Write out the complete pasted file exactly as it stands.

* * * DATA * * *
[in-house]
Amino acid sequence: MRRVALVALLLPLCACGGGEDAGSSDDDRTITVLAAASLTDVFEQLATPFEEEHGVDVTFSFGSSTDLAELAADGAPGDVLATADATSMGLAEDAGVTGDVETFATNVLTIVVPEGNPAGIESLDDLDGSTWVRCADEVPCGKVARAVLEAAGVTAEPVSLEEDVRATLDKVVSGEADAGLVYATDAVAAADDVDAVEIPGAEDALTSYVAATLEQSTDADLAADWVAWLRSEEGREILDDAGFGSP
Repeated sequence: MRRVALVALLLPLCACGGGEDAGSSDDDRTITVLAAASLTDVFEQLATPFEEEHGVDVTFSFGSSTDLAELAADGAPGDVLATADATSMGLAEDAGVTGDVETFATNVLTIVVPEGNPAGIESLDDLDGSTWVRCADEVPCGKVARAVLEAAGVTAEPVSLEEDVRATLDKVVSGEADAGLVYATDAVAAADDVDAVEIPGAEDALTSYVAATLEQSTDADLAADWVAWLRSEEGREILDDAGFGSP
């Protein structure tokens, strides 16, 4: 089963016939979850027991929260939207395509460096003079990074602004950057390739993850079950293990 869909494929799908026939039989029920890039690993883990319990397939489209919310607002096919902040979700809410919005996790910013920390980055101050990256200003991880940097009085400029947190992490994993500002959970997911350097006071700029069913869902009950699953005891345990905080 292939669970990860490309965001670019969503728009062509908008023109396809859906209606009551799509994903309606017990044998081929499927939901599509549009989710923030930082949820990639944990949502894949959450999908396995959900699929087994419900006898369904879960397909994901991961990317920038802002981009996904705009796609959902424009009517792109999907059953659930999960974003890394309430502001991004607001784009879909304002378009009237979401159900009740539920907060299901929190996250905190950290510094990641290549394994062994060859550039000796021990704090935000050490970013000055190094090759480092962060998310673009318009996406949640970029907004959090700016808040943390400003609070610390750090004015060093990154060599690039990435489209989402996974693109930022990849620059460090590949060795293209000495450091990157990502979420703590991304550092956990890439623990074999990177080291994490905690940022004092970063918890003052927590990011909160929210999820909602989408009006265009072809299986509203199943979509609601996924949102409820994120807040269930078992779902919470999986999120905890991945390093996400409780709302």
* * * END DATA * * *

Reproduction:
[in-house]
Amino acid sequence: MRRVALVALLLPLCACGGGEDAGSSDDDRTITVLAAASLTDVFEQLATPFEEEHGVDVTFSFGSSTDLAELAADGAPGDVLATADATSMGLAEDAGVTGDVETFATNVLTIVVPEGNPAGIESLDDLDGSTWVRCADEVPCGKVARAVLEAAGVTAEPVSLEEDVRATLDKVVSGEADAGLVYATDAVAAADDVDAVEIPGAEDALTSYVAATLEQSTDADLAADWVAWLRSEEGREILDDAGFGSP
Repeated sequence: MRRVALVALLLPLCACGGGEDAGSSDDDRTITVLAAASLTDVFEQLATPFEEEHGVDVTFSFGSSTDLAELAADGAPGDVLATADATSMGLAEDAGVTGDVETFATNVLTIVVPEGNPAGIESLDDLDGSTWVRCADEVPCGKVARAVLEAAGVTAEPVSLEEDVRATLDKVVSGEADAGLVYATDAVAAADDVDAVEIPGAEDALTSYVAATLEQSTDADLAADWVAWLRSEEGREILDDAGFGSP
């Protein structure tokens, strides 16, 4: 089963016939979850027991929260939207395509460096003079990074602004950057390739993850079950293990 869909494929799908026939039989029920890039690993883990319990397939489209919310607002096919902040979700809410919005996790910013920390980055101050990256200003991880940097009085400029947190992490994993500002959970997911350097006071700029069913869902009950699953005891345990905080 292939669970990860490309965001670019969503728009062509908008023109396809859906209606009551799509994903309606017990044998081929499927939901599509549009989710923030930082949820990639944990949502894949959450999908396995959900699929087994419900006898369904879960397909994901991961990317920038802002981009996904705009796609959902424009009517792109999907059953659930999960974003890394309430502001991004607001784009879909304002378009009237979401159900009740539920907060299901929190996250905190950290510094990641290549394994062994060859550039000796021990704090935000050490970013000055190094090759480092962060998310673009318009996406949640970029907004959090700016808040943390400003609070610390750090004015060093990154060599690039990435489209989402996974693109930022990849620059460090590949060795293209000495450091990157990502979420703590991304550092956990890439623990074999990177080291994490905690940022004092970063918890003052927590990011909160929210999820909602989408009006265009072809299986509203199943979509609601996924949102409820994120807040269930078992779902919470999986999120905890991945390093996400409780709302």